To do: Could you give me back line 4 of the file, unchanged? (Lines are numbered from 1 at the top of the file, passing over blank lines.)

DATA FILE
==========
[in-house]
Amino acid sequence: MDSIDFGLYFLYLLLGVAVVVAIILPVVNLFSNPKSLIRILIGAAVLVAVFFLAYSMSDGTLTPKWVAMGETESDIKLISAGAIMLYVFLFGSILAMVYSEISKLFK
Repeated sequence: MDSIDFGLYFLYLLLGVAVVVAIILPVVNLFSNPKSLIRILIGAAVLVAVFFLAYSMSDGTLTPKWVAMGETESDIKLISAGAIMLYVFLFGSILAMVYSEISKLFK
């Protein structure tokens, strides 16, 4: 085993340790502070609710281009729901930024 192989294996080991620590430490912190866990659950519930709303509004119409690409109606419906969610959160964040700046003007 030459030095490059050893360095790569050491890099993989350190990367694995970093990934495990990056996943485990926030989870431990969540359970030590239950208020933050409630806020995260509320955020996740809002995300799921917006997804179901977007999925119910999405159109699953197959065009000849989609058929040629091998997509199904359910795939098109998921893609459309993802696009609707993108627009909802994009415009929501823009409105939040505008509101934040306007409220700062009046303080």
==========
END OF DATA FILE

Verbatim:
């Protein structure tokens, strides 16, 4: 085993340790502070609710281009729901930024 192989294996080991620590430490912190866990659950519930709303509004119409690409109606419906969610959160964040700046003007 030459030095490059050893360095790569050491890099993989350190990367694995970093990934495990990056996943485990926030989870431990969540359970030590239950208020933050409630806020995260509320955020996740809002995300799921917006997804179901977007999925119910999405159109699953197959065009000849989609058929040629091998997509199904359910795939098109998921893609459309993802696009609707993108627009909802994009415009929501823009409105939040505008509101934040306007409220700062009046303080």